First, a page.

I don't know how many of you follow college football all that closely, but something really remarkable happened Sunday.
Yes, Sunday. The day after all the games.
The Associated Press poll came out and no team from the state of Florida was ranked in the Top 25.
None. Nada. Zilch.
This the first time since December 6, 1982, that that has happened. That was the last poll of the regular season. In the poll following the 1982 bowl games, Florida State popped in at No. 13.
Thus began a streak of 472 consecutive weeks of rankings that included at least one of the state’s traditional Big Three.
Over that span, the state that produced 10 AP/BCS national champions (Miami five, Florida three, and Florida State two). Going back to 1999, when Florida State won its second title, Miami has won one and should have won another, and Florida has won two.
After Miami won the 2001 BCS championship, I was asked to do a piece for some publication about the dominance of Florida football.
I don’t remember my exact words, but my general theme was this: “Get used to it. One of the state’s Big Three is going to be in the title picture pretty much every year.”
And now not one of them can even make the Top 25.
Get me rewrite on the phone.
So, what the hell happened here?
Start with coaching changes.
Not one of the coaches who won those titles is on the field this year at a Florida School. Urban Meyer, who won twice at Florida, is analyzing college football for ESPN.
Bobby Bowden, who won two titles at Florida State, is enjoying retirement. (I hope.)
And Larry Coker, who won the 2001 championship at Miami and was fired after the 2006 season, has started the football program at Texas-San Antonio.
Will Muschamp is in his first year at Florida and has just seen his Gators lose big the last two weeks to Alabama and LSU, which kind of indicates how far the recruiting fell off at Florida in Meyer’s last couple of years.
Jimbo Fisher is in just his second year at Florida State and just saw his Seminoles lose to traditional ACC doormat Wake Forest. He was around in Bobby Bowden’s last season as the head-coach-in-waiting, so he still bears some of the responsibility for whatever the dropoff in talent level has been.
Miami is on its second coach since it fired Coker, Randy Shannon having been let go after last season. His replacement, Al Golden, nearly saw his Hurricanes win at Virginia Tech last Saturday but is off to a 2-3 start in his first year.
Maybe better things will be in the future for all three, but it will take some work.
Besides the coaching changes, the other big difference since the 1980s and 1990s is that the state’s traditional Big Three aren’t the only kids on the recruiting block.
Sure, other schools from up north have always come to Florida to harvest the fertile recruiting ground in the state.
But more recently, South Florida (USF) and Central Florida (UCF) have been competing for the homegrown talent as well as the Gators, Seminoles, and Hurricanes. They don’t get the numbers when it comes to top prospects, but if they get one or two, that depletes the rosters of the Big Three.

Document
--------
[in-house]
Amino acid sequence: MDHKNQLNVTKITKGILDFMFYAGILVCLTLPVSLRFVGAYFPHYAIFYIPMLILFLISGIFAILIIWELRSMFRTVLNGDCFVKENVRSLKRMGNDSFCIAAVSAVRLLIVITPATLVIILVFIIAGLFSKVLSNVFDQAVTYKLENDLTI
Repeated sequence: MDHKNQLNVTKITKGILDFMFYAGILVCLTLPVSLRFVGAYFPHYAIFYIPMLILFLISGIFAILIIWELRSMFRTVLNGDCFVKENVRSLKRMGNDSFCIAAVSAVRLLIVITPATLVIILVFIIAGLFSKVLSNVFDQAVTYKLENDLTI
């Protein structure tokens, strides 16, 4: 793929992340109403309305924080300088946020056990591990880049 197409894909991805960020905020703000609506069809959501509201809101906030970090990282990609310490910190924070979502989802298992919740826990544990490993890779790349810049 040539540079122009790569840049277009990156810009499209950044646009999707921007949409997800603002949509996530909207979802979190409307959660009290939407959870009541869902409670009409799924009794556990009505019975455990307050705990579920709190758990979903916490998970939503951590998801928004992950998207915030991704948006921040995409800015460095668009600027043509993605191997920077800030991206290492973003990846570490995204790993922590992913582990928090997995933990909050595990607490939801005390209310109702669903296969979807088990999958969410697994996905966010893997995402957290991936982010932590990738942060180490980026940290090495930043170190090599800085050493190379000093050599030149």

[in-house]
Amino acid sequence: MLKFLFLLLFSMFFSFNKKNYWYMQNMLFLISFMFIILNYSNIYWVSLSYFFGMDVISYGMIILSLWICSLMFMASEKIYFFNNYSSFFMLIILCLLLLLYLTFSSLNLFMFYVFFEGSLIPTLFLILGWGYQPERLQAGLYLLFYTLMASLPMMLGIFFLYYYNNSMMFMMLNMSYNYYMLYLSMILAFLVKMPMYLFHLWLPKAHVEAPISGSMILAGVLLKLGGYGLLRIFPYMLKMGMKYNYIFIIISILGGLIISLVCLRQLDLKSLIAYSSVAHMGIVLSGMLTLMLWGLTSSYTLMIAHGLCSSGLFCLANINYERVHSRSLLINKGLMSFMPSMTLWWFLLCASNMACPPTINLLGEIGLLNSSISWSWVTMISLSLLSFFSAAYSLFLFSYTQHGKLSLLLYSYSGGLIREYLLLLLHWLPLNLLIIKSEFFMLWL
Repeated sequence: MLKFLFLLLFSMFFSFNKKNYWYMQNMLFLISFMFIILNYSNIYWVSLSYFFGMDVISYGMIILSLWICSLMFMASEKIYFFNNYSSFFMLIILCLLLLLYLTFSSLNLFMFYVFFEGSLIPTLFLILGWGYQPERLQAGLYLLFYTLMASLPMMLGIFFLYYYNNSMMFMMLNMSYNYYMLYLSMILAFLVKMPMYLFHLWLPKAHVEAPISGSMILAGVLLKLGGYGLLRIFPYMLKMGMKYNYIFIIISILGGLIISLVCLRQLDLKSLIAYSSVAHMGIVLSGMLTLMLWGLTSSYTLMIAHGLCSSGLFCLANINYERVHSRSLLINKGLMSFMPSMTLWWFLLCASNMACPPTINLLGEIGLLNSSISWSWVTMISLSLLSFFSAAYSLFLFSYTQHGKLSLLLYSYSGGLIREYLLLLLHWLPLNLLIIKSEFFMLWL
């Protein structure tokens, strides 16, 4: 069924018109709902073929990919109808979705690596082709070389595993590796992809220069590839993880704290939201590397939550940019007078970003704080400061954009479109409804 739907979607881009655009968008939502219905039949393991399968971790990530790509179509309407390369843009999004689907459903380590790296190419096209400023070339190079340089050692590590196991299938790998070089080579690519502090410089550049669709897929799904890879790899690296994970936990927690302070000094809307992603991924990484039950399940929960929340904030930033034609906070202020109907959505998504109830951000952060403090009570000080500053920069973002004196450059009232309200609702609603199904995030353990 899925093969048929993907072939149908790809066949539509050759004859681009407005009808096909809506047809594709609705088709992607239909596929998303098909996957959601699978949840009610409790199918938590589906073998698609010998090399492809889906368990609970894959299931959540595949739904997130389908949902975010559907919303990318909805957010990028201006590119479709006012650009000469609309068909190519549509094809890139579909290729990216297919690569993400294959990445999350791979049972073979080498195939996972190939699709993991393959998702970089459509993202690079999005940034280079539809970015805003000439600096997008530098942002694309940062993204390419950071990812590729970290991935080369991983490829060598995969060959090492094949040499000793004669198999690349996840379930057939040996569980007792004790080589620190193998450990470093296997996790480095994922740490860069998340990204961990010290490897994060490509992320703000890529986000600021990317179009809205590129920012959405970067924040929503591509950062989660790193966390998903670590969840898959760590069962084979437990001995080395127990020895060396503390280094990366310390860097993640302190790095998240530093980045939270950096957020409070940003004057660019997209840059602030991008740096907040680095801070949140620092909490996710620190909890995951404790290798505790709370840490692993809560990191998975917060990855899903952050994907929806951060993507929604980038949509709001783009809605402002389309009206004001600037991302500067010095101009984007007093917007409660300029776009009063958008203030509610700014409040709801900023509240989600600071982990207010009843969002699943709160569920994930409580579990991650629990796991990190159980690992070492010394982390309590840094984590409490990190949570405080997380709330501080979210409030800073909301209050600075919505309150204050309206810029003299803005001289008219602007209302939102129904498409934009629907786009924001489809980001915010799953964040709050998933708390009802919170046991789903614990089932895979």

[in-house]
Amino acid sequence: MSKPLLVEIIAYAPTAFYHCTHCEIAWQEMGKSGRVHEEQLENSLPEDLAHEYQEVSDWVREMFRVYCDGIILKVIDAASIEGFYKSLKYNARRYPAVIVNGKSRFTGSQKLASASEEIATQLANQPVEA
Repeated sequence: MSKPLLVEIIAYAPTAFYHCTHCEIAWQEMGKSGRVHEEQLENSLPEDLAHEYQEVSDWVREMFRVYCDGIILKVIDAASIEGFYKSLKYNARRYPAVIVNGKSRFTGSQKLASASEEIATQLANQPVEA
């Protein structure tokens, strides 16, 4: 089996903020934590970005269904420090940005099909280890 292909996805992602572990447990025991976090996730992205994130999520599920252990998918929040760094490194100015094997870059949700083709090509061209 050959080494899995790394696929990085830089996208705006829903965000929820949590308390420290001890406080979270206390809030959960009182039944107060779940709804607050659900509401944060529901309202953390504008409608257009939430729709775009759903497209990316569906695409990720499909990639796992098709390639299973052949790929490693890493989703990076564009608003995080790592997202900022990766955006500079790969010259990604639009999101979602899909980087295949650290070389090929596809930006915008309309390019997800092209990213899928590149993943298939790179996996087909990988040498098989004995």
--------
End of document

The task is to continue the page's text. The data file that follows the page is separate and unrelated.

And they will get those one or two or even three or four or more.
USF is in Tampa and in the last three years has notched wins over Florida State and Miami and started off this year with a win at Notre Dame. That gets the attention of kids who weren’t around when Howard Schnellenberger said he was roping of the “state of South Florida” and keeping in Miami area recruits for the U. (Well, he never really said the U. That is a recent thing.)
USF also has a charismatic and talkative coach at the helm in Skip Holtz, son of Lou. That’s a big help in attracting attention.
UCF is Orlando and doesn’t have a win over Miami, Florida, or Florida State, but it did beat Georgia last year in a bowl game to get in the final AP rankings for the first time, and the Knights could be in the mix to join the Big East Conference.
Both USF and UCF are also huge universities with relatively new facilities.
So, just like Miami, which is surrounded by top 100 prospects no more than a short drive away from the Coral Gables campus, both USF and UCF are going to have a shot at keeping some of the Tampa and Orlando kids at home to play for them in the future.
Plus, in addition to USF and UCF, there are two other schools in the South Florida area, Florida International and Florida Atlantic, that could siphon off a kid or two. FIU has a receiver and kick returner, T.Y. Hilton, who could probably play anywhere in the country.
And those two schools, as low as they are in the college football order of things, have something that their close neighbor, Miami, doesn’t have: An on-campus stadium.
So the absence of a Florida team from the national polls likely is going to be a temporary thing.
Florida will get back rather quickly if it can beat Auburn and Georgia in its next games.
Florida State has four games coming up it likely will win -- Duke, Maryland, North Carolina State, and Boston College.
Miami has a one-loss North Carolina team and an unbeaten Georgia Tech coming up, but if it plays like it did at Virginia Tech, could win both. That would get the Hurricanes back in the polls.
Then Miami and Florida State are set to play on Nov. 12 in Tallahassee. Florida State plays at Florida on Nov. 26.
I don’t look for any of these three to stay out of the polls for long. And my gut feeling is that one, or even two, of them will make a significant jump back to the top of the polls within the next couple of years.
But I have been wrong before. Like when I wrote college football fans better get used to seeing one of them competing for the national title every year.